Getting Serious About Cereal
Our picks for the healthiest breakfasts-in-a-box
"I'm going in!" I exclaimed to myself as I lunged into the breakfast cereal aisle, pen and
clipboard in hand. I surfaced a couple hours later with blurry eyes, a sore
neck, and pages full of notes.
Let's face it, this is one of the most intimidating aisles in the
supermarket (second only to the frozen entrée aisle). It's a daunting task even
to find the brand of cereal you are looking for, let alone read all the labels
to figure out what's healthy and what's not.
Of late, this food category has enjoyed quite a bit of publicity with Tony
the Tiger shedding some of his sugar and Trix going whole-grain. Couple that
with our (justified) fear of trans
fats and the renewed popularity of fiber (for bringing down "net
carbs"), and we've got a veritable cereal mutiny on our hands.
All this is good news for folks looking for healthier options. Here's the
thing, though: Many of the cereals that are now "whole grain" or have
"1/3 less sugar" still don't make my list, because they have less than
3 grams of fiber per serving.
And if you're considering one of the less-sugar versions of a notoriously
high-sugar cereal, don't forget to check the calories per serving on the label.
Many of the less-sugar choices have the same (or nearly the same) number of
total calories and carbohydrate grams per serving.
Also, read those labels carefully. For example, the label on a box of
Frosted Flakes with 1/3 less sugar lists the number of calories per cup, but
regular Frosted Flakes boxes list the number of calories per 3/4 cup. Cup for
cup, the less-sugar option has 120 calories, and 27% calories from sugar, while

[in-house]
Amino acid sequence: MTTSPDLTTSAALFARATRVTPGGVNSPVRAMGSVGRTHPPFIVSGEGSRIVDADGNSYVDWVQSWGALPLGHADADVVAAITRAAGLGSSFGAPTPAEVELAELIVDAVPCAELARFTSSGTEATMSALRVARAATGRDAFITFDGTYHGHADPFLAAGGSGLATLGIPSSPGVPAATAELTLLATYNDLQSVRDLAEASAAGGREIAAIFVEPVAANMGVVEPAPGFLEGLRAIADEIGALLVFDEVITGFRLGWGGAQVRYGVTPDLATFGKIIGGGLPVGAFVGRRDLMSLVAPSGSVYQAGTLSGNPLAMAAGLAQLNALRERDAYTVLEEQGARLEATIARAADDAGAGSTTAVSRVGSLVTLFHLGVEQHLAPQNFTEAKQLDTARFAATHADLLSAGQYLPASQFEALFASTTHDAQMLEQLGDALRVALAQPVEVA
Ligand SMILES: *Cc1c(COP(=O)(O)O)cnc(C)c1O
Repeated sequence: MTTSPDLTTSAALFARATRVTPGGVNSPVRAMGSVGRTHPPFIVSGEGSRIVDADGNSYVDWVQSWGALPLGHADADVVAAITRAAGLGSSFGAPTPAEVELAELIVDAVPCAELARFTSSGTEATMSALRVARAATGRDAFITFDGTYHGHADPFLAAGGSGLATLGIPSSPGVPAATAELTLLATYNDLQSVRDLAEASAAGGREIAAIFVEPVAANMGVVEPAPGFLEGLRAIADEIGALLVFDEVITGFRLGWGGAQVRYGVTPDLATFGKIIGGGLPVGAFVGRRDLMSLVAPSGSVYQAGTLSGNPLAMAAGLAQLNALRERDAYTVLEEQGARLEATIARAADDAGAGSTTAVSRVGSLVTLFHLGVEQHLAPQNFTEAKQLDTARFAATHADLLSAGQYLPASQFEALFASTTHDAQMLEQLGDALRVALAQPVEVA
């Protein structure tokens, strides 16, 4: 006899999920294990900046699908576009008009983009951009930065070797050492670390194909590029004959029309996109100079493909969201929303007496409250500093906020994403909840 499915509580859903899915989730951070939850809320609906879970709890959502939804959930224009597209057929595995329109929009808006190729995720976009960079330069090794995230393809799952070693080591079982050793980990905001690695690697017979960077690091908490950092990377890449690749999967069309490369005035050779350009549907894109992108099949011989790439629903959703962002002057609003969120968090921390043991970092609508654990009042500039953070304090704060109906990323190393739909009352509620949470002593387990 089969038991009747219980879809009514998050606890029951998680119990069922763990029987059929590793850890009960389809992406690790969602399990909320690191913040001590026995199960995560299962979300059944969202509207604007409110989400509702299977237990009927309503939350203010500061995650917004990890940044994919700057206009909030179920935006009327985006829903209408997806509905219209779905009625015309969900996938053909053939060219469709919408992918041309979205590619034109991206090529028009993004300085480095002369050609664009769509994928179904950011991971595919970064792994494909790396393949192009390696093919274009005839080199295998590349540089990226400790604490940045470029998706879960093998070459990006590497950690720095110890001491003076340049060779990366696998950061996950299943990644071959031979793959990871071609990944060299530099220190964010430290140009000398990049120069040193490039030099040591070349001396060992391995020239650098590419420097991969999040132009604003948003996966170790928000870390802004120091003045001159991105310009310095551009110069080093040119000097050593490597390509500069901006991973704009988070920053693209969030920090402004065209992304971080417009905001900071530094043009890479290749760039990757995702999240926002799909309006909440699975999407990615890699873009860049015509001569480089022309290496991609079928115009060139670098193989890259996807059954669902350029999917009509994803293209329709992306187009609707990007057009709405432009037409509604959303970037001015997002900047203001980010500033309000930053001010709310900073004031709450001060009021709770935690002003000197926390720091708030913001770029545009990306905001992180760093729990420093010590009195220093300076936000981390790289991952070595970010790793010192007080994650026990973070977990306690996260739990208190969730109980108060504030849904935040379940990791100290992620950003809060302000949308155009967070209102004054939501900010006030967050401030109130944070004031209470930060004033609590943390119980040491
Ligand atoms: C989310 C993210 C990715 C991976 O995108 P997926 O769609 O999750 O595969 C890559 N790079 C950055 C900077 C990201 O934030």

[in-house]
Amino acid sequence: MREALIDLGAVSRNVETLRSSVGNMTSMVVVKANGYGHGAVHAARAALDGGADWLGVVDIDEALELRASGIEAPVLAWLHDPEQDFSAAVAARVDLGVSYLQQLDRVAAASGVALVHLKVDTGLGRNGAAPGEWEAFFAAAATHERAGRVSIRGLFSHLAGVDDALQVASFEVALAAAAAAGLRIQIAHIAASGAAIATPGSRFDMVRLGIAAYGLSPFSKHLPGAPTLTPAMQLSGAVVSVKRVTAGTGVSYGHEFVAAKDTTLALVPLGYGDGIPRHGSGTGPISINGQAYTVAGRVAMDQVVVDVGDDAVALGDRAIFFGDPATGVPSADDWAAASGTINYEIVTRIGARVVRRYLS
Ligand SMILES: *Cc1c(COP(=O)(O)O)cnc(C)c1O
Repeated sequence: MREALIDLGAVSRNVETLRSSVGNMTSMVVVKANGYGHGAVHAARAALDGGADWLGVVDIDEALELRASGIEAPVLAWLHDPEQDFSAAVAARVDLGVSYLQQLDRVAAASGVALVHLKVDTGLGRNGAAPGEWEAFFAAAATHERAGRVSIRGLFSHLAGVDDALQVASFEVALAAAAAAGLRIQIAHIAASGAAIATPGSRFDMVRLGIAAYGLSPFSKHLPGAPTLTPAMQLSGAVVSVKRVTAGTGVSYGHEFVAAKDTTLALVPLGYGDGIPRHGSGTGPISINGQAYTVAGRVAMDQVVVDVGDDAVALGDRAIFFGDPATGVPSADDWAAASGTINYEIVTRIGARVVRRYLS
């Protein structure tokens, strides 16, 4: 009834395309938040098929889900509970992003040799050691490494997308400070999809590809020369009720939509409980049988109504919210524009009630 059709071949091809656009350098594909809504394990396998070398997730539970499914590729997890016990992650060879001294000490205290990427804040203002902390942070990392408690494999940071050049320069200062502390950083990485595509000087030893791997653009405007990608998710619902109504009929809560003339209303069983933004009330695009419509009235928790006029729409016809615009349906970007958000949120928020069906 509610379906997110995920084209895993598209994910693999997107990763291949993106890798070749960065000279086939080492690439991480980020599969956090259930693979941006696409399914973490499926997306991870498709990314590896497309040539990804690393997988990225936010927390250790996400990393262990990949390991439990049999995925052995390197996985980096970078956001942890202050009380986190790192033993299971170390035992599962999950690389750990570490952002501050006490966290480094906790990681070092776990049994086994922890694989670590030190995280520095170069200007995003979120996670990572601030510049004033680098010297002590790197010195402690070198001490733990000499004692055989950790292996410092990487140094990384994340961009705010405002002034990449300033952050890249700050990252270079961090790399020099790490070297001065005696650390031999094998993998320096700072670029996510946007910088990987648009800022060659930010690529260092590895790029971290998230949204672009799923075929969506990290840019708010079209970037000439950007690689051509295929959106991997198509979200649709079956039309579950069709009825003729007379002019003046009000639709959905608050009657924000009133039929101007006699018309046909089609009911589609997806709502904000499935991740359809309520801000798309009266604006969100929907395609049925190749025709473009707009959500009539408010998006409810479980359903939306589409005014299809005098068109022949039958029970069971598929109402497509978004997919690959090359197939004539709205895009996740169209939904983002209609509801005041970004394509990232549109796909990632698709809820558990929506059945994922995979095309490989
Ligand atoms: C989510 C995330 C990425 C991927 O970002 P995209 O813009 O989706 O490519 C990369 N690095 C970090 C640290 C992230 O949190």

the regular cereal has 162 calories and 40% calories from sugar.
Also, from what I could tell, the only cereals that list the amount of trans
fats on their labels are those with zero trans fats.
In a few cases, the original cereal isn't bad health-wise, but some of its
variations have far more sugar. For example, Apple-Cinnamon Cheerios get 43% of
their calories from sugar, compared with 4% for regular Cheerios.
The Ideal Cereal
So what are the nutritional attributes of an ideal breakfast cereal? In a
nutshell, it's all about the fiber. Breakfast cereals give us an easy
opportunity to punch up the fiber. And boy, do we need to punch it up.
We're not meeting our recommended fiber goals: for healthy adults, that's
20-35 grams a day; for children, it's their age plus 5 grams. That's because we
don't eat enough higher-fiber plant foods (fruits, vegetables, whole- and
high-fiber grain products, and legumes), according to the American Dietetic
I recommend that your morning meal include at least 5 grams of fiber, 5
grams of protein, and a little fat to help balance the carbs and make the
breakfast more satisfying. This will also help stave off midmorning hunger.